Well, you touched on one thing that we weren't planning on talking about, but it's about you really can't do what you need to do in marketing anymore if you're not connected. People really do not pay attention to this. Our networks are shrinking on the whole professionally than COVID really shrunk our networks. Also, I think that we're not teaching younger people to come in the industry and network quickly enough. A lot of people say to me about being on LinkedIn, Oh, yeah, I look around. I'm like, You look around? No, you should be every day actively connecting. I teach cohorts of teams how to become social influencers on LinkedIn. It takes a long time. It's a three month course. I love doing that with teams, but the reality is you cannot move your personal career brand forward. You cannot move your company brand forward if you are not connected to people. Isolation is the killer of collaboration. It is the killer of revenue. Honestly, I think it's the killer of why people become unhappy at work. We could go long and hard about this idea of being connected, but it is so important to me. People usually think, Oh, that's for those extroverts. That's for the crazy people. No, it's for everybody. You need to figure out a way as an introvert to Excel. And I've taught many, many introverts how to Excel and be very strong influencers on LinkedIn. But you cannot have the next great idea in marketing, in sales, in HR, whatever your role is, if you are sitting at a desk and you are isolated. So you have got to get out on LinkedIn, build the right networks, which means you have to take care of people. You can't just go out and take. You have to have that abundance mentality and you have to build those networks. I guess that would be a partying shot for me is that networking is so underrated and is 100 % the name of the game in my opinion.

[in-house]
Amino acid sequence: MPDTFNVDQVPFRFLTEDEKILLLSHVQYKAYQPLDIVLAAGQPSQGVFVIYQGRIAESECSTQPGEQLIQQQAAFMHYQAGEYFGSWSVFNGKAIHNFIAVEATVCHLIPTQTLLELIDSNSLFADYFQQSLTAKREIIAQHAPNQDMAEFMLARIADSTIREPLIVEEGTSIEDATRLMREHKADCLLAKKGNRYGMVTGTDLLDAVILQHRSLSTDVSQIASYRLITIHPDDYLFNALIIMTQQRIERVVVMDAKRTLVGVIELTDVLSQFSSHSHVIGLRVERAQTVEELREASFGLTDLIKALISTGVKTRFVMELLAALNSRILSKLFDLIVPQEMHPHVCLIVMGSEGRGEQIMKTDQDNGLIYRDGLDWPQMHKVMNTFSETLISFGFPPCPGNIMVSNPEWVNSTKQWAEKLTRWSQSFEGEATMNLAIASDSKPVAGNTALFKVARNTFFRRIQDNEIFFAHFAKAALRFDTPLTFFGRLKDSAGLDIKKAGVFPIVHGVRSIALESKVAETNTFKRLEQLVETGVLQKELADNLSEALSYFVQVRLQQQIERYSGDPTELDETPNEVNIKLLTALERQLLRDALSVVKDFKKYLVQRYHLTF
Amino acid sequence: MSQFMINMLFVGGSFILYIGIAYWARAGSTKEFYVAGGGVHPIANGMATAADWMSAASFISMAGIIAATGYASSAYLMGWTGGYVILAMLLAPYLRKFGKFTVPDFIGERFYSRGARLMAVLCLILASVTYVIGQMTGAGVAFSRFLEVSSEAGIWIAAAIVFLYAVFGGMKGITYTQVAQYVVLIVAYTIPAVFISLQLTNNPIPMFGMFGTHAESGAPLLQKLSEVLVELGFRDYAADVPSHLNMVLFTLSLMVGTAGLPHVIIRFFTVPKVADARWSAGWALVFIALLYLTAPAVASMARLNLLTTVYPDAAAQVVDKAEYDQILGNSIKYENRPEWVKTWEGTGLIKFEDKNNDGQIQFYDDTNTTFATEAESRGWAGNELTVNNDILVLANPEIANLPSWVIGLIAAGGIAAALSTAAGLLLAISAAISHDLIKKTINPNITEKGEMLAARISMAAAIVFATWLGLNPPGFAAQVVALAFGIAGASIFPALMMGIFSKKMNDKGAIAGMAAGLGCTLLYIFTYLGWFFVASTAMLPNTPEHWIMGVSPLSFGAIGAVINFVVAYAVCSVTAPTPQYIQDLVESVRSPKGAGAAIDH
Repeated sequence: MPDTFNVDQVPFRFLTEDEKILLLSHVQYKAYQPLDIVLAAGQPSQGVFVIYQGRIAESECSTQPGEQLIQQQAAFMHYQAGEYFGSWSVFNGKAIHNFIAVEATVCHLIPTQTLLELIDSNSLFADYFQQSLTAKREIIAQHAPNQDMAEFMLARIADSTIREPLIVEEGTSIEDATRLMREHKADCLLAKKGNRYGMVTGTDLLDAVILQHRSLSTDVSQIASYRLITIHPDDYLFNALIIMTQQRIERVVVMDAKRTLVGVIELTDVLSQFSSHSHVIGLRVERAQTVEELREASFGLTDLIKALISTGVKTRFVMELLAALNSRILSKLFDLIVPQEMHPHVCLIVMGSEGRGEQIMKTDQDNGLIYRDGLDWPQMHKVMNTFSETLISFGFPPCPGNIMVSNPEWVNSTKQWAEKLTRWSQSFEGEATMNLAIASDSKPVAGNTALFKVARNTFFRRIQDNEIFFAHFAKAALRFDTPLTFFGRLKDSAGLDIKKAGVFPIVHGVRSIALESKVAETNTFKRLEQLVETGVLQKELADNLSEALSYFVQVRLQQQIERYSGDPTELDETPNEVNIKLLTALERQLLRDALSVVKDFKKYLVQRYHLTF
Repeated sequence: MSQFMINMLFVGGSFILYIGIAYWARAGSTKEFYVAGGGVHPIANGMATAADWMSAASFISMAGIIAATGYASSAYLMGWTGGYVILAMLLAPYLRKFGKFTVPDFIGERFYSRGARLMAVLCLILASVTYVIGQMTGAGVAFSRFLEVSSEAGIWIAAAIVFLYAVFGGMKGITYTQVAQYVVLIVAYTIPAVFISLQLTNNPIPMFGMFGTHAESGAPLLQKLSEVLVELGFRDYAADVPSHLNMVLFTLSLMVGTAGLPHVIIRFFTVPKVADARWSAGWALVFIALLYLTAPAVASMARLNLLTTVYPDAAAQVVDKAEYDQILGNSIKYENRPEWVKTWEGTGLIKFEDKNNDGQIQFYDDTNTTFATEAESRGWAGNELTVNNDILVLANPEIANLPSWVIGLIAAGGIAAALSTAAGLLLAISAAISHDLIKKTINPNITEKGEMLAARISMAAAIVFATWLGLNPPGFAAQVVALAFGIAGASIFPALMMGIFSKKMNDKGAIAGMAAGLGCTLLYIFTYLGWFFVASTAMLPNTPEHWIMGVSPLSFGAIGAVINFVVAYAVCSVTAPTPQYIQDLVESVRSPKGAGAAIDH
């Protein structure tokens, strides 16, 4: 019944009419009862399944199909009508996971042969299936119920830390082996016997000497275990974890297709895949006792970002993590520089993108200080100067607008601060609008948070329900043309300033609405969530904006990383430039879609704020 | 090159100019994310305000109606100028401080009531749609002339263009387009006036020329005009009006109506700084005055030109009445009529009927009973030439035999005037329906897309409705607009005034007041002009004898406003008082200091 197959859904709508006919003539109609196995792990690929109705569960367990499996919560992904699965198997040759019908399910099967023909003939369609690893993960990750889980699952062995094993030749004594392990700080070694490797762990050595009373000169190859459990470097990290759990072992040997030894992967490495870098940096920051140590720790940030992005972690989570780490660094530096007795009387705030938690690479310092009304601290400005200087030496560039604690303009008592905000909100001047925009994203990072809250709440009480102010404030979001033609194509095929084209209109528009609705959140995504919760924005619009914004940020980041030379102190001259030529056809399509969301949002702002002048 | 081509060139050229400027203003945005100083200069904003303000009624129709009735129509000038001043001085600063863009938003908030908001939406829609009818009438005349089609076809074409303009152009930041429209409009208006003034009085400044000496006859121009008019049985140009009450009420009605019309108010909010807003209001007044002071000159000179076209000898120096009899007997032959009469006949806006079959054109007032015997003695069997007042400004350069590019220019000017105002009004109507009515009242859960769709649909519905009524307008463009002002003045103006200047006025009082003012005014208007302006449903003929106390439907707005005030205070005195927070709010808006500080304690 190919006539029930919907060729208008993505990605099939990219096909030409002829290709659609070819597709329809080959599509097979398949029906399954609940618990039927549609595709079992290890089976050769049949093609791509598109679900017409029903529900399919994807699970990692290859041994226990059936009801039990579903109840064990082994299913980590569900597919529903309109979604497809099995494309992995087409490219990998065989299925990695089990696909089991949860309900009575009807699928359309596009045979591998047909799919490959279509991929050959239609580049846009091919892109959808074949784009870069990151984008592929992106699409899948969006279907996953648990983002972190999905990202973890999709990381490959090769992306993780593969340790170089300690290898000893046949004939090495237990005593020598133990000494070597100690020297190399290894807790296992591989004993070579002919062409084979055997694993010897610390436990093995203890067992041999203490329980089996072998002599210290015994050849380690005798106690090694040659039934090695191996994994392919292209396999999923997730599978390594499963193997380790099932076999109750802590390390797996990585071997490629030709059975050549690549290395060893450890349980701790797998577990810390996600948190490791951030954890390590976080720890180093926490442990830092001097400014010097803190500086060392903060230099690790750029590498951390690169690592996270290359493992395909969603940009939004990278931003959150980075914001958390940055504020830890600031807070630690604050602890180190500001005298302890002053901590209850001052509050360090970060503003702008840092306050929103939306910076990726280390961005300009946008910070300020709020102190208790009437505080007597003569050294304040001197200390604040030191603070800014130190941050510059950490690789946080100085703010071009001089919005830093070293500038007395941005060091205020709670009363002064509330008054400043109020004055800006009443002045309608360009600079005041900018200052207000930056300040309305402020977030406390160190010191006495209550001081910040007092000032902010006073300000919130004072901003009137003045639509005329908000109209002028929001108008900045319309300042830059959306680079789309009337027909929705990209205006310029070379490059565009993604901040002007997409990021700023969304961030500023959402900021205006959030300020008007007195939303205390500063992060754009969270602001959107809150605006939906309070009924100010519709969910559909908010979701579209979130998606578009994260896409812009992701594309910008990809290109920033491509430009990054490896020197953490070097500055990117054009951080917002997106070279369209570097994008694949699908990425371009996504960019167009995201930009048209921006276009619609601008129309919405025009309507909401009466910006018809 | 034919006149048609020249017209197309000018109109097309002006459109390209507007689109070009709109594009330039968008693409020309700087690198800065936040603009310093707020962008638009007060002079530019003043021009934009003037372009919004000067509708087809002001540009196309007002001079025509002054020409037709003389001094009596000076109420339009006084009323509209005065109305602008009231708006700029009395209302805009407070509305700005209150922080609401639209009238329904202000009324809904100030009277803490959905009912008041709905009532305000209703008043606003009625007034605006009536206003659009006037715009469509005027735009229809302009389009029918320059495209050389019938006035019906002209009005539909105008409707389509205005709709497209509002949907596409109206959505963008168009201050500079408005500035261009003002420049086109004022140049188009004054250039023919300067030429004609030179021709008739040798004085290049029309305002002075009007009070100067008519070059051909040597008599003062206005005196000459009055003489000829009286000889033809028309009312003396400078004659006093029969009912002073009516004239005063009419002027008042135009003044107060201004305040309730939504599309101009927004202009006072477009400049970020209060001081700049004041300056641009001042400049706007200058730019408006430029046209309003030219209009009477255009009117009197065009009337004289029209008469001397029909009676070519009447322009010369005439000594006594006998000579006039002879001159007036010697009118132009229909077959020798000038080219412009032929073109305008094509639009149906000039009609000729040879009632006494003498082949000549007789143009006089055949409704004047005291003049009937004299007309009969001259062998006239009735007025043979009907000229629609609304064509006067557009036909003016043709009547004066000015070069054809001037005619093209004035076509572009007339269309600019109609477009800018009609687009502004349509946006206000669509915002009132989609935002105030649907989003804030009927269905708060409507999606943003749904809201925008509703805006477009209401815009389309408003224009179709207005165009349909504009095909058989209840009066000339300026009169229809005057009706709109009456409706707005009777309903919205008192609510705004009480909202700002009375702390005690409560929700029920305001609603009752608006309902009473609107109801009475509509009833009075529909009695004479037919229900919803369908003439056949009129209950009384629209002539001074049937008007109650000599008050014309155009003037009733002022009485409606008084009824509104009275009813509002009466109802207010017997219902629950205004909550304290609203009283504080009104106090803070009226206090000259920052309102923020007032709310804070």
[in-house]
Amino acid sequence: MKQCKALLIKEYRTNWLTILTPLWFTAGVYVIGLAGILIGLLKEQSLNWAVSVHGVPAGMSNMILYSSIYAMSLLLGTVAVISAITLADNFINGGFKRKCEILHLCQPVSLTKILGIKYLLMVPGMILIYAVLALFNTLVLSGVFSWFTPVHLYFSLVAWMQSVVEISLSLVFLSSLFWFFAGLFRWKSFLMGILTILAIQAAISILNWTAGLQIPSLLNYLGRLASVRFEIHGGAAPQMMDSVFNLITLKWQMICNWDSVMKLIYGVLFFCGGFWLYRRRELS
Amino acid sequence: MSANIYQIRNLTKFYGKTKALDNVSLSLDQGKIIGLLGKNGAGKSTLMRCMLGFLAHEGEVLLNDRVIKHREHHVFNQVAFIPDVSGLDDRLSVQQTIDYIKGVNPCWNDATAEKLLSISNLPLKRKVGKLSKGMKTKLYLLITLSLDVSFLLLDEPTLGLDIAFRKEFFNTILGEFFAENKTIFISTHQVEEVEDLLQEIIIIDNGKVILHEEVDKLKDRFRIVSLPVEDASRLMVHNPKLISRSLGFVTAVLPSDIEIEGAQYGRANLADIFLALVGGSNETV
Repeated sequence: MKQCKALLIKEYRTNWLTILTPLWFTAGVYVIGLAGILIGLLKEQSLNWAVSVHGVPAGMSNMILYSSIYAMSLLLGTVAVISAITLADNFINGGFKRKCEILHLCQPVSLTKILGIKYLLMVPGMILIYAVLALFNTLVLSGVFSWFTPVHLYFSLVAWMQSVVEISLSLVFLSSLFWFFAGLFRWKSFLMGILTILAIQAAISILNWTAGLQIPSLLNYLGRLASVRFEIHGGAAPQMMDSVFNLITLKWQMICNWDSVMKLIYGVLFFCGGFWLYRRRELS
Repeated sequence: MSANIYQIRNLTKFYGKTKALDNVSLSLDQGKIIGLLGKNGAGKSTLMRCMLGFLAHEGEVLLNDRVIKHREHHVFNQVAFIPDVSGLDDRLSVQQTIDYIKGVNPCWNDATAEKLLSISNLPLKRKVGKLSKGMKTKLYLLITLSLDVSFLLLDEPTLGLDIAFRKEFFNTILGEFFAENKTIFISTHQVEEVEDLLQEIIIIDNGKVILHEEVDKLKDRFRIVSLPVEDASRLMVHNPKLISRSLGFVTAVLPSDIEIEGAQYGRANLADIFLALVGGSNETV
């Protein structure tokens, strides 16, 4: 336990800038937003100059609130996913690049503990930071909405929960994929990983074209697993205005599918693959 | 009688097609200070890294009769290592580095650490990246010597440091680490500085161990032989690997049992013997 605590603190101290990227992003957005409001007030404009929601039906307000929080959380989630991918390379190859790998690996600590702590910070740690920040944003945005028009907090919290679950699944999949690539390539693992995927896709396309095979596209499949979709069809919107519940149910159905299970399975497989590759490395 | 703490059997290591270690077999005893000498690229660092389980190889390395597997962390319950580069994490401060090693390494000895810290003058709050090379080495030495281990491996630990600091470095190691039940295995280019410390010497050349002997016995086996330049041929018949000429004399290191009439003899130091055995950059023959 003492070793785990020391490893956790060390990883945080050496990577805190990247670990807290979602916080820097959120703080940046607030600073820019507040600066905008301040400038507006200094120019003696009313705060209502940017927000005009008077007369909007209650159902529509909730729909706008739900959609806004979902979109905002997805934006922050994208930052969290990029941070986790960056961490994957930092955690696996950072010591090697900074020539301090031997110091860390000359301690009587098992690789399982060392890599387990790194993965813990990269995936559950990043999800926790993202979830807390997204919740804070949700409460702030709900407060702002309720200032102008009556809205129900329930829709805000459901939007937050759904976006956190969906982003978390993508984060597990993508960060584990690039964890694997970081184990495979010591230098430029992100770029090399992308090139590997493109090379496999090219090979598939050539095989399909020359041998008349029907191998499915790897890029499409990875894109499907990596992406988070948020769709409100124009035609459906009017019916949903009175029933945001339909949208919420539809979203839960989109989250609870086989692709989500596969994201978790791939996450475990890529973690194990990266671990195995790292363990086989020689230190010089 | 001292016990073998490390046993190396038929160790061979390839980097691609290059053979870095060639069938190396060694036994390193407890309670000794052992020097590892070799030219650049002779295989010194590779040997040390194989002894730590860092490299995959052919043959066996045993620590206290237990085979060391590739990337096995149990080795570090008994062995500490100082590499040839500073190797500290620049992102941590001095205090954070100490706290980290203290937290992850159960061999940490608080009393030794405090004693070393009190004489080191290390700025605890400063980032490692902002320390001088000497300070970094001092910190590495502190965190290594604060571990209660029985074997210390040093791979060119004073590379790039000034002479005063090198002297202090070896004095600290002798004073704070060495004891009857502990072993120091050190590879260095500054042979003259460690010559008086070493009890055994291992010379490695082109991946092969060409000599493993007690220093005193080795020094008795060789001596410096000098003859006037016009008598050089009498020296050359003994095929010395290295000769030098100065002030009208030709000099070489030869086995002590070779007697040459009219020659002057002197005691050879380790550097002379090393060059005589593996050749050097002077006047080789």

Tim Fitzpatrick
Yeah. All it takes is one relationship to completely change the direction of our businesses. Yeah, relationships, super, super important. Where can people learn more about you, Priscilla?

Priscilla McKinney
Well, having just said that about LinkedIn, I am always on LinkedIn. It's very easy to catch me there. Littlebirdmarketing.com/resources. We give away so much free stuff there. You don't have to work with us. We won't tester you. We're not weird sales people. So go download a bunch of resources that would help you or help someone on your team. And also, if you want just a free video about what does social influence look like, I also have under our website, which is littlebirdmarketing.com, there's courses and there's a social influence course. There's an actual free video on there that could help people like, what could I do today to really get started and understand how I could change my thinking about my experience on LinkedIn, my experience online as a professional?

Tim Fitzpatrick
I love it. Head on over there, littlebirdmarketing.com/resources. We will make sure that that is in the show notes. Priscilla, thank you so much for taking the time. I've enjoyed this conversation. We touched on a lot more than I thought we were initially going to, which is great. There was tons of little nuggets in this episode. So if you missed them, go back, rewatch, relisten to it. Again, Priscilla, thank you. Those of you that are watching, listening, I appreciate you. If you want to connect with us, you can do that over at rialtomarketing.com. As I said, we talked about a lot of things, but Priscilla touched on target market, messaging. We talked about lead gen through building your brand, content. All of those things are within the nine revenue roadblocks that we help clients remove so they can accelerate growth. If you want to find out which of the nine are slowing down your growth, you can do that over at revenueroadblockscorecard.com. Again, thank you for watching and listening. Until next time, take care.


Connect With Priscilla McKinney



About the author, Tim Fitzpatrick